Emma Hayes joined the $53 billion-asset State Employees’ Credit Union in Raleigh, North Carolina, as its first ever chief culture officer in March. But her work to become a certified expert in DEI-related matters began long before SECU.
“[After I was certified as a diversity professional in 2018] I came back and immediately implemented a DEI program at the $3.5 billion-asset Local Government Federal Credit Union … In that program, I worked with different levels of leadership and what I asked them to do was to work in cohorts to identify areas of opportunity for diversity, equity and inclusion,” Hayes said.
Through the breakout group sessions coached by Hayes as director of learning and development for the credit union, Hayes was able to launch projects tackling its policies and procedures, looking at how it built a pipeline of talent. She eventually founded a DEI committee to continue furthering the initiatives once the cohorts disbanded.
She then began a second leadership position as the chief diversity officer for the African American Credit Union Coalition in Duluth, Georgia, which was established in 1999 and advocates for the progression of Black professionals in the credit union industry.
“I spent quite a bit of time at the AACUC conducting training sessions for the membership, working as a consultant to help them launch their diversity, equity and inclusion programs, providing training sessions for leadership teams to help them figure out where they were on this journey and then developing a plan for moving forward,” Hayes said. “I was able to really hone my skills as a certified diversity professional working at AACUC because it gave me an opportunity to work with lots of different credit unions and leagues alike across the industry.”
Hayes has implemented a three-stage plan for 2022 to ease into the C-suite title and map out the credit union’s culture as a whole.
Since completing her initial settlement phase in April, Hayes is now in the second stage, familiarizing herself with the other operations and leaders of the credit union and expanding her division of experts to develop a more encompassing workplace culture.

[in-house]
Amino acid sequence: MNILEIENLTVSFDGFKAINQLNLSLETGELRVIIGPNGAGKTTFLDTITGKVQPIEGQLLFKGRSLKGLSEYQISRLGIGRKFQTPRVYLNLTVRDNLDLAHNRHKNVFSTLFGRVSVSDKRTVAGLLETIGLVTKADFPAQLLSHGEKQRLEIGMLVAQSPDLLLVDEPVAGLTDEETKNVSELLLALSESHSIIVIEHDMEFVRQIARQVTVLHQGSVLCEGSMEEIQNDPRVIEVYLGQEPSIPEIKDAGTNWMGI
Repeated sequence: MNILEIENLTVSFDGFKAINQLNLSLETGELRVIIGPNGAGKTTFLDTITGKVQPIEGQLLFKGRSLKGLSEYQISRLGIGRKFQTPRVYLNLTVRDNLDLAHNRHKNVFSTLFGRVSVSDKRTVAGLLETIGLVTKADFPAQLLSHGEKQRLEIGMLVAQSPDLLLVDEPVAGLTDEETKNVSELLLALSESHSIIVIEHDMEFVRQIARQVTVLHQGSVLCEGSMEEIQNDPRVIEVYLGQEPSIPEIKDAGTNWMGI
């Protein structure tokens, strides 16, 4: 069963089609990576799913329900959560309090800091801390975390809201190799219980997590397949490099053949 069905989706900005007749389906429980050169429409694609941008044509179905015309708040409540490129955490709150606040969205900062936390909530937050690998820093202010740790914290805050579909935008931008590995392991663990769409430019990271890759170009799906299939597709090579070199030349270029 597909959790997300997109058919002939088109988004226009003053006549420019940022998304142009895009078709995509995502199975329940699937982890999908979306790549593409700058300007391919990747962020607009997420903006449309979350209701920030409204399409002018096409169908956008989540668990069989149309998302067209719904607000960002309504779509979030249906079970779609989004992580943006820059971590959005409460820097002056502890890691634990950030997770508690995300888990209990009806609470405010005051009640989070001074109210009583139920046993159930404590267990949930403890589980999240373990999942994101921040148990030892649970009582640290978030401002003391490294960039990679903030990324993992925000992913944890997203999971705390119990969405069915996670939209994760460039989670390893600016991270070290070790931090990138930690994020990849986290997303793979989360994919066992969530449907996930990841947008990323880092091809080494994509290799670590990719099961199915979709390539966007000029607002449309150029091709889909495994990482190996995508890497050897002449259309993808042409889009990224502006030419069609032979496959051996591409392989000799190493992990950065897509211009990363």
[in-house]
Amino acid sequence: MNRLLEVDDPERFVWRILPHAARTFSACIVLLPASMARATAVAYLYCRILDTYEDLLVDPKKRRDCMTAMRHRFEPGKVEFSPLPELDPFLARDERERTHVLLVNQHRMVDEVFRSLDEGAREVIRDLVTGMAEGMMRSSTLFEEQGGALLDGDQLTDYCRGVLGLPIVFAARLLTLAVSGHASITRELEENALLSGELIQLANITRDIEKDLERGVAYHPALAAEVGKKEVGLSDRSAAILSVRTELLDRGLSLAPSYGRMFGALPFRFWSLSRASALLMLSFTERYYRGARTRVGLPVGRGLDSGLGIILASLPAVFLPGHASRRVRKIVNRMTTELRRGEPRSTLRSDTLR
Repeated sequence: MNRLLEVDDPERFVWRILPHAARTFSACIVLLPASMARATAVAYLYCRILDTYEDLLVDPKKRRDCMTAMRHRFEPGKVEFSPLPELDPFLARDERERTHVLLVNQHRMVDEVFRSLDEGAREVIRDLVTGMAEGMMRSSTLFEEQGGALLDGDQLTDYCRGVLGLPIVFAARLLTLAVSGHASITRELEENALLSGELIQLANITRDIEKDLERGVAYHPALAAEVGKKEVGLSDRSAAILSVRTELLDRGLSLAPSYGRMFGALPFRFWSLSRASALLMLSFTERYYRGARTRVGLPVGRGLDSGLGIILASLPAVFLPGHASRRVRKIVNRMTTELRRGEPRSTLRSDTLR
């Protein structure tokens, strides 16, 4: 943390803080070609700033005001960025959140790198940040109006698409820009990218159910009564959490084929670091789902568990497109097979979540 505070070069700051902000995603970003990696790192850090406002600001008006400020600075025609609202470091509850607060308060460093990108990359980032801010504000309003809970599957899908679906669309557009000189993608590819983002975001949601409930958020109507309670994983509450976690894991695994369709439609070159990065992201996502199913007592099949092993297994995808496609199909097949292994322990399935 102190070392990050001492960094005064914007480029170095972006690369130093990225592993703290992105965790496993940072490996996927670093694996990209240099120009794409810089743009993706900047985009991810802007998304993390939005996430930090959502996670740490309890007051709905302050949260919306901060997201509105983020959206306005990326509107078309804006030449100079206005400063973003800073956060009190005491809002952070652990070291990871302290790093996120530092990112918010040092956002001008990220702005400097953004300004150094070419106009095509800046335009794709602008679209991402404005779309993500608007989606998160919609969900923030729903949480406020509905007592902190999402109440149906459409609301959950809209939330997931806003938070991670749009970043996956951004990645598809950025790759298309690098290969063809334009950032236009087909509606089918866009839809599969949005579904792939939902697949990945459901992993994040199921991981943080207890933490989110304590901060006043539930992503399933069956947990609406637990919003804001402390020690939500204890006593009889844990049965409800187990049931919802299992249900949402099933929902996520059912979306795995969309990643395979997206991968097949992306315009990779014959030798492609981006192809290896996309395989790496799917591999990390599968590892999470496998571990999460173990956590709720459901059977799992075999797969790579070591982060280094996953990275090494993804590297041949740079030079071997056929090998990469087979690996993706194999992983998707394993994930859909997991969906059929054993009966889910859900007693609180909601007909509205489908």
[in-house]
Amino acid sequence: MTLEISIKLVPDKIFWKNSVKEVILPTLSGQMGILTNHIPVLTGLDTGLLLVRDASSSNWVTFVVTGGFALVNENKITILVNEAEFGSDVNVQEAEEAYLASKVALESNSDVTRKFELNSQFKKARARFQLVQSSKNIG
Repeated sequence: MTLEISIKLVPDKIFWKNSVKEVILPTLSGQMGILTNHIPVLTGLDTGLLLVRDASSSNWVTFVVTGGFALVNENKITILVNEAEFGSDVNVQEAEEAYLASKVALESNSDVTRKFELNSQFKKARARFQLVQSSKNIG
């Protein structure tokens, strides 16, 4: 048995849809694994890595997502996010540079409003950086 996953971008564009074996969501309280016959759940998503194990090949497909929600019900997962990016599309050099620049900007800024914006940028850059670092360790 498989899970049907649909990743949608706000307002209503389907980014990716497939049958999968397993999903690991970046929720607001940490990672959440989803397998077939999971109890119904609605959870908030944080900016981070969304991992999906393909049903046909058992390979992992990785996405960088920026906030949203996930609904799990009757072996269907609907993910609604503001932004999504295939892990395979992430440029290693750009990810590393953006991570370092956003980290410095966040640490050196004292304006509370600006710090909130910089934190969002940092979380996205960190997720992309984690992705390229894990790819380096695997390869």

“[At present] I’m having conversations with our staff members, meeting with our other members of our leadership team, meeting with members of the board and just really getting to know and immersing myself in the current culture of SECU … Building the team such that I have people that will help me develop our leadership language in our leadership program and help focus on the employee experience and help focus on diversity, equity and inclusion is another area that I’m working on currently,” Hayes said.
Once established, Hayes will begin drafting her vision for SECU and gathering data from employees through surveys and exit interviews to help generate a baseline for accurately measuring the credit union’s progress with its DEI goals and gauge its promotion and retention efforts.
As the credit union industry continues its quest for inclusion across fields of membership and all levels of employment, institutions like SECU can become a place of both financial and equitable inclusion, Hayes said.
“Our industry was built on seven — now eight — cooperative principles that stem around providing for and caring for those who are disadvantaged and underserved and those communities tend to be or have been people of color,” Hayes said. “I see our industry already on the forefront of the change that needs to happen in this nation.”